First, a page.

Rules and Norms of Consumer Insolvency and Debt Relief: A Comparison and Classification of Personal Bankruptcy Systems in 15 Economically Advanced Countries
|Authors:||Heuer, Jan-Ocko||Supervisor:||Gottschall, Karin||1. Expert:||Gottschall, Karin||2. Expert:||Calliess, Gralf-Peter||Abstract:||
In the past decades, the growth of consumer credit has led to increased debt problems of private households, and many economically advanced countries have responded to this new social risk of consumer over-indebtedness by adopting consumer bankruptcy laws that enable insolvent individuals a financial ‘fresh start’ via discharge of debts. The study describes, compares and classifies the legal rules and underlying norms of consumer bankruptcy in fifteen advanced economies and makes three contributions to comparative politics, sociology and law: First, it develops conceptualizations of consumer bankruptcy and its actors, aims and components that are precise, theoretically informed and transnationally applicable. Second, it offers a systematic and detailed comparison of consumer bankruptcy regimes from a wide range of legal, economic and social-political traditions, which exhibits similarities and differences regarding the substantive rules of consumer debt relief. Third, the study provides an empirical classification of consumer bankruptcy systems based on a theory-driven framework, a new comparative dataset and hierarchical clustering. This classification identifies a common core of consumer bankruptcy as well as four distinct models of debt relief, which differ in their legal, economic and social-political orientations and their resultant understandings of debtors, creditors, markets, social problems and the public order: (1) a ‘market model’ that offers a quick ‘fresh start’ for insolvent individuals; (2) a ‘restrictions model’ that imposes economic, political and civil restrictions on debtors; (3) a ‘liability model’ that emphasizes the debtor’s responsibility for debt repayment; and (4) a ‘mercy model’ that focuses on the debtor’s deservingness for debt relief. In sum, the study creates solid conceptual and empirical foundations for comparative consumer bankruptcy research and connects the field to political economy, sociology, consumer policy, public policy, social policy and welfare state research.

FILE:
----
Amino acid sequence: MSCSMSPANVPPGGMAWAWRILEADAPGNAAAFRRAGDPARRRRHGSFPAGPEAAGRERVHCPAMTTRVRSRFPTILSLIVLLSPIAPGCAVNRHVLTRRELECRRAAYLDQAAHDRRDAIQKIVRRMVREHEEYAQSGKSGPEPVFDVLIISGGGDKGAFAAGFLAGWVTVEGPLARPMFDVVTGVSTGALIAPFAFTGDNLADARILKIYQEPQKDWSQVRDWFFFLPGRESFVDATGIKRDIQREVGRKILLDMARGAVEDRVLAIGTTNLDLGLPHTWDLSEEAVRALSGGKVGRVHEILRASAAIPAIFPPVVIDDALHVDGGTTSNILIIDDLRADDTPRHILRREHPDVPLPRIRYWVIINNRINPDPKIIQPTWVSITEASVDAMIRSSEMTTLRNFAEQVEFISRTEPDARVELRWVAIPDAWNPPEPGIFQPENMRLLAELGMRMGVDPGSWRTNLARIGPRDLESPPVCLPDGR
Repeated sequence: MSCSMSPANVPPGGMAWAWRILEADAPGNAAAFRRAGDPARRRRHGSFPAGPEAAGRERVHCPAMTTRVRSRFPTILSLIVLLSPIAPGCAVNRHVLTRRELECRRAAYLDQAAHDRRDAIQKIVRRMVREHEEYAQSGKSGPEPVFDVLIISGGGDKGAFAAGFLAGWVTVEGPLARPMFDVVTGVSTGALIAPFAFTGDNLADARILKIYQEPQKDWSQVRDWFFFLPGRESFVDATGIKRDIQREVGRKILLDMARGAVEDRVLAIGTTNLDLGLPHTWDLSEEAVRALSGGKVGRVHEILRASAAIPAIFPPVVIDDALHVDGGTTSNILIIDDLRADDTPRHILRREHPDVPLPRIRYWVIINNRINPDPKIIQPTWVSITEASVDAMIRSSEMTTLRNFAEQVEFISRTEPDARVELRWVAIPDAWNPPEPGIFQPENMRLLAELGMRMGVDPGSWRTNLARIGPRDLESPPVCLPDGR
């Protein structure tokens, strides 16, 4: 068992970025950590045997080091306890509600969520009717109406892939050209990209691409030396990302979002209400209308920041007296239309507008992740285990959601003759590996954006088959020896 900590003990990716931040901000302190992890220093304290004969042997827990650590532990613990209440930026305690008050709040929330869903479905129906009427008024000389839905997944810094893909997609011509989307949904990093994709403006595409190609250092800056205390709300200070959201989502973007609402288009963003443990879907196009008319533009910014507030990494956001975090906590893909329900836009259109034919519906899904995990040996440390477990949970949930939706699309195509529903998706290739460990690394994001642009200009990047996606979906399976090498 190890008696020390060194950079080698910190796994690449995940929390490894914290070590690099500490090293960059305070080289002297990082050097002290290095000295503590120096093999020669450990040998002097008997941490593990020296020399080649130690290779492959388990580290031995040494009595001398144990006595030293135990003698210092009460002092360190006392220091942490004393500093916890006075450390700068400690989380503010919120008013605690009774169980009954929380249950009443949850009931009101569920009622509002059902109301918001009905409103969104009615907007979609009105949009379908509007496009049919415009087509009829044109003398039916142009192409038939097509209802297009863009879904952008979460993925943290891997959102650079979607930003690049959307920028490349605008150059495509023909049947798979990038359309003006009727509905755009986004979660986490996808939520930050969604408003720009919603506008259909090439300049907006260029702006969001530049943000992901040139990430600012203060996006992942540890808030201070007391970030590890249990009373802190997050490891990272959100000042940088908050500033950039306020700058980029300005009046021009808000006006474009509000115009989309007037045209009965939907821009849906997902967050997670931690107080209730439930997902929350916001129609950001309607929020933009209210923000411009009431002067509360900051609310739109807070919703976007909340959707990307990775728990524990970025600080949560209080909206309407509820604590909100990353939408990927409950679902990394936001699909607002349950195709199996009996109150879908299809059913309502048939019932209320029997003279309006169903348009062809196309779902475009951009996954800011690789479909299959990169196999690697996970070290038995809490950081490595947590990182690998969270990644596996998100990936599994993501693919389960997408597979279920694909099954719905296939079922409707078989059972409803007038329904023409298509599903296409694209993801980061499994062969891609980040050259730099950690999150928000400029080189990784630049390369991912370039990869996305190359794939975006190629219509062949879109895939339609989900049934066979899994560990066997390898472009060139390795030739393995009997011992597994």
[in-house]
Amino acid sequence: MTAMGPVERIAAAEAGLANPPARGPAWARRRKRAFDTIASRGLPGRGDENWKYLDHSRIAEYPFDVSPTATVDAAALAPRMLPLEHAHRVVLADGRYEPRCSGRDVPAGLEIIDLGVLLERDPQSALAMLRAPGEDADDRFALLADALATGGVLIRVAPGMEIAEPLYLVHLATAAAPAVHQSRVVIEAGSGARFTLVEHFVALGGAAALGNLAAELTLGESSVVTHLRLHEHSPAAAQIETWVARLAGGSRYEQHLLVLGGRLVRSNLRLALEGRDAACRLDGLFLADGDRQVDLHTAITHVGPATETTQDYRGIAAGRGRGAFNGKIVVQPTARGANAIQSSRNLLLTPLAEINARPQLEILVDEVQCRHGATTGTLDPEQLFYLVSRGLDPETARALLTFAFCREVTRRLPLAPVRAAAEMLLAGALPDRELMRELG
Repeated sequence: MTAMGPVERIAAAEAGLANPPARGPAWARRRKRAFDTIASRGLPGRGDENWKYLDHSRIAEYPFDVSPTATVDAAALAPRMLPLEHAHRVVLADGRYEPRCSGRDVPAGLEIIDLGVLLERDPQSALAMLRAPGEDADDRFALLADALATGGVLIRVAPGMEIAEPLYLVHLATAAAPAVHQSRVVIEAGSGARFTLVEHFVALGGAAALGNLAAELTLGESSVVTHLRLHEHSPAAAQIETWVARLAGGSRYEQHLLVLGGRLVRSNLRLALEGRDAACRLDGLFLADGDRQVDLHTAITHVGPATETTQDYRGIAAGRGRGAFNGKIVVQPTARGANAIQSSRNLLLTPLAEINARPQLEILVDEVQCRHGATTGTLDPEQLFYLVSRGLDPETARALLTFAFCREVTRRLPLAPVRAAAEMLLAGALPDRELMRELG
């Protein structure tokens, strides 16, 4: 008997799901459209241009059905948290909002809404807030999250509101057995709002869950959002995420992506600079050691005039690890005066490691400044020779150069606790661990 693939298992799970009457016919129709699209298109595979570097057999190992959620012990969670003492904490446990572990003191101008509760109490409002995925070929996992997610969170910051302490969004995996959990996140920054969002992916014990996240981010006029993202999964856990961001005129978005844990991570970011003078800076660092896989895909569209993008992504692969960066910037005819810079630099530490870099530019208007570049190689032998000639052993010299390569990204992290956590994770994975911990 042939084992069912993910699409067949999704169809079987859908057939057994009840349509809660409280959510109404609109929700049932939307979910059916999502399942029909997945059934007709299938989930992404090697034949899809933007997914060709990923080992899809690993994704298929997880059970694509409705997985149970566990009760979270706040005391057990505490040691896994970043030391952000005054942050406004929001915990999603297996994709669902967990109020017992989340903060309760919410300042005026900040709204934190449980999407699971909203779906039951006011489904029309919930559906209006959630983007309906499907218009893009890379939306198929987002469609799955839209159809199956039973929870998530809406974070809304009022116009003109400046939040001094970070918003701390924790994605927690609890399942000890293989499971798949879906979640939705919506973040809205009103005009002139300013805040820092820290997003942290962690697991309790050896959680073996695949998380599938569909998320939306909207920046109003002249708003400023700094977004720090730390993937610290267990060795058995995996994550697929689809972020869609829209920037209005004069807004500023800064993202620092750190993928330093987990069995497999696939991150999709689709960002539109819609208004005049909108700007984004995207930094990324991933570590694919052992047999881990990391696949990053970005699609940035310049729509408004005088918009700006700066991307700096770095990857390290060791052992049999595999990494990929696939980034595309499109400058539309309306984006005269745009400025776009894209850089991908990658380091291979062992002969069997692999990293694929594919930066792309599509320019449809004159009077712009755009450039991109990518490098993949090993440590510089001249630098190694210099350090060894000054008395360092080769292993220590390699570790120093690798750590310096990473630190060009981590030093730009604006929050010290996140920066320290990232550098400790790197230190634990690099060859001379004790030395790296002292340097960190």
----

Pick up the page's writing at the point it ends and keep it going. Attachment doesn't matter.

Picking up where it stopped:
|Keywords:||Consumer credit/debt; Household over-indebtedness; Consumer insolvency; Personal bankruptcy; Legal norms; Comparative law; Regulatory social policy; Comparative consumer bankruptcy research||Issue Date:||22-Jul-2014||Type:||Dissertation||DOI:||10.26092/elib/454||URN:||urn:nbn:de:gbv:46-elib46570||Institution:||Universität Bremen||Faculty:||Zentrale Wissenschaftliche Einrichtungen und Kooperationen|
|Appears in Collections:||Dissertationen|
checked on Feb 25, 2021
checked on Feb 25, 2021
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